I actually think there’s real implications for the politics that Democracy Now! covers so well and that we believe in so much. We have created a society where huge numbers of our fellow citizens can’t bear to be present in their lives and have to medicate themselves to get through the day with these drugs. You know, there’s nothing—a hypercapitalist, hyperindividualist society makes people feel like the rats in that first cage, that they’re cut off, they’re cut off from the source. I mean, there’s nothing—as Bruce explains, there’s nothing in human evolution that prepares us for being as isolated as the—you know, as the ideal citizen of a hypercapitalist, hyperconsumerist country like yours and mine."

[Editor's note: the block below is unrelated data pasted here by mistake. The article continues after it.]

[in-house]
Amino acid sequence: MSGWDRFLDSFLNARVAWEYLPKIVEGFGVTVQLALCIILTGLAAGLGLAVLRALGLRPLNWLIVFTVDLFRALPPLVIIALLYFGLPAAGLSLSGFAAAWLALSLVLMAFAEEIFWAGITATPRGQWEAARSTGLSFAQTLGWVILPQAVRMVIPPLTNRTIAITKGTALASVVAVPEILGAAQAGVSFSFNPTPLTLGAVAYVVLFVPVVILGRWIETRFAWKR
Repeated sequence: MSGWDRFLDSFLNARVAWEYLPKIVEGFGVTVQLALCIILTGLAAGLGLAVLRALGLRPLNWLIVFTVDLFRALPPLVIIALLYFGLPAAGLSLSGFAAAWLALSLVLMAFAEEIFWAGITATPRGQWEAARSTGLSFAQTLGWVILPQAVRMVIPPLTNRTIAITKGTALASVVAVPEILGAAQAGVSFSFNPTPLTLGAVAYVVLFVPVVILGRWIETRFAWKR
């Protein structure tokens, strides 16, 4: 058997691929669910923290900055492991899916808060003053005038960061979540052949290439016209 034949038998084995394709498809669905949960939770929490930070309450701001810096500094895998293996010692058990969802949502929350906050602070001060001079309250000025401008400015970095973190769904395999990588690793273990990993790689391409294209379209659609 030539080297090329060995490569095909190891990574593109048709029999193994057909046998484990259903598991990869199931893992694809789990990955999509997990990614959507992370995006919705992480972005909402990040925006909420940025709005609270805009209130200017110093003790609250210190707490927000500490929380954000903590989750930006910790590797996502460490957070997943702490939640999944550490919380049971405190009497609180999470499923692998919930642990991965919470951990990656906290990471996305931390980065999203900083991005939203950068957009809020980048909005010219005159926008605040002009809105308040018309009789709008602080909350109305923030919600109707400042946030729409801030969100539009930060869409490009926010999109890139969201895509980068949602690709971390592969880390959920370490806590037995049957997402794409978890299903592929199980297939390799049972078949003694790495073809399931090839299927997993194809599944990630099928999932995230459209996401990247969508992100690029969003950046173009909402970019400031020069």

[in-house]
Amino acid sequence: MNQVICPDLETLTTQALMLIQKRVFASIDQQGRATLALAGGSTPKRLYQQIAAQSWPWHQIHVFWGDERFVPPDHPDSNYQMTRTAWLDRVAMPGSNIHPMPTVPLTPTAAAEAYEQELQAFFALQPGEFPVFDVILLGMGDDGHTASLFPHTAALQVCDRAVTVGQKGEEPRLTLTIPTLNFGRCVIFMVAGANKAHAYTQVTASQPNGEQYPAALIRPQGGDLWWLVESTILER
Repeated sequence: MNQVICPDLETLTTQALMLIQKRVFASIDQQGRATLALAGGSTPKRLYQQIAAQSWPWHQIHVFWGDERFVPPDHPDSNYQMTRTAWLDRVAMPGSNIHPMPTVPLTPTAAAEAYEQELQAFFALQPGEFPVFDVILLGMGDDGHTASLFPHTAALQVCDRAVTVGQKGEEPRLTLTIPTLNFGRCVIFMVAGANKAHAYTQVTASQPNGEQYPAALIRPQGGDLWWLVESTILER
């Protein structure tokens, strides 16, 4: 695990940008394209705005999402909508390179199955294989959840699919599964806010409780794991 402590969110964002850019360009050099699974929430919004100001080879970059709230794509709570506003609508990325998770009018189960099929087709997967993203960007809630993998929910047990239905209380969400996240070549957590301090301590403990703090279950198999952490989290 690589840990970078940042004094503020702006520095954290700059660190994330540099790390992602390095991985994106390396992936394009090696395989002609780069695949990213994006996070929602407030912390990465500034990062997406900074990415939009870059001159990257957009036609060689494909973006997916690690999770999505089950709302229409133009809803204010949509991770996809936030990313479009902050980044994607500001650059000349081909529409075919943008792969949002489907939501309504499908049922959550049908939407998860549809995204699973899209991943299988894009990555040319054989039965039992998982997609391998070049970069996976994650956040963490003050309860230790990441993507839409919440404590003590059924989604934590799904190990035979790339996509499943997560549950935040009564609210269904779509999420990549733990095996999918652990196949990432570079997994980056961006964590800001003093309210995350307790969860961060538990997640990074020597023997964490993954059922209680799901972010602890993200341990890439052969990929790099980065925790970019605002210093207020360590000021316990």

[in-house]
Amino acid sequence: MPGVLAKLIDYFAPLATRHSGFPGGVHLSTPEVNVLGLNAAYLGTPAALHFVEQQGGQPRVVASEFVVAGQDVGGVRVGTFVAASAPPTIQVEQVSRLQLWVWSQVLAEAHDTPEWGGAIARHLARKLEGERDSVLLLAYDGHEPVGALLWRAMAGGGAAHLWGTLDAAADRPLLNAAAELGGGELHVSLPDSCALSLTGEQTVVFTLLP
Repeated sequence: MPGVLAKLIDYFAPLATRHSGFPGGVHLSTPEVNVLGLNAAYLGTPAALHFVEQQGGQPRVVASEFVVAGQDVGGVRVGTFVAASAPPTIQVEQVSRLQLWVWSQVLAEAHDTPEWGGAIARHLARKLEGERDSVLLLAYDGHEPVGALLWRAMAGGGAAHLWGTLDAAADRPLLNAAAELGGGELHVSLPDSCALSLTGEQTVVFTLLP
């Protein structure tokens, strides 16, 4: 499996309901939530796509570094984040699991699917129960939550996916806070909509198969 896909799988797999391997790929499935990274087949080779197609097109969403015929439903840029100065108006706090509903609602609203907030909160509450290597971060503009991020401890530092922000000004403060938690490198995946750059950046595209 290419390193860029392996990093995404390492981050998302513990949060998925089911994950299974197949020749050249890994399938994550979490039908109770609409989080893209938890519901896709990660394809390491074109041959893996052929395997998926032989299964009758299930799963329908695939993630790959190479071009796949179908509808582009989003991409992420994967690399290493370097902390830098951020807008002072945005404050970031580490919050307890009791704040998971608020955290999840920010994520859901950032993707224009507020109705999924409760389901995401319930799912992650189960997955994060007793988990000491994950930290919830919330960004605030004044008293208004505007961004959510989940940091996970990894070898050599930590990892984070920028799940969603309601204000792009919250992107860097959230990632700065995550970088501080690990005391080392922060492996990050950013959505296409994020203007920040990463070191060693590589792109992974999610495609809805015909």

addiction  johannhari  warondrugs  crime  lawenforcement  economics  capitalism  politics  democracy  drugs  vancouver  britishcolumbia  portugal  uruguay  josémujica  harryanslinger  prohibition  law  budosborn  philipowen  joãogoulão  policy 
february 2015 by robertogreco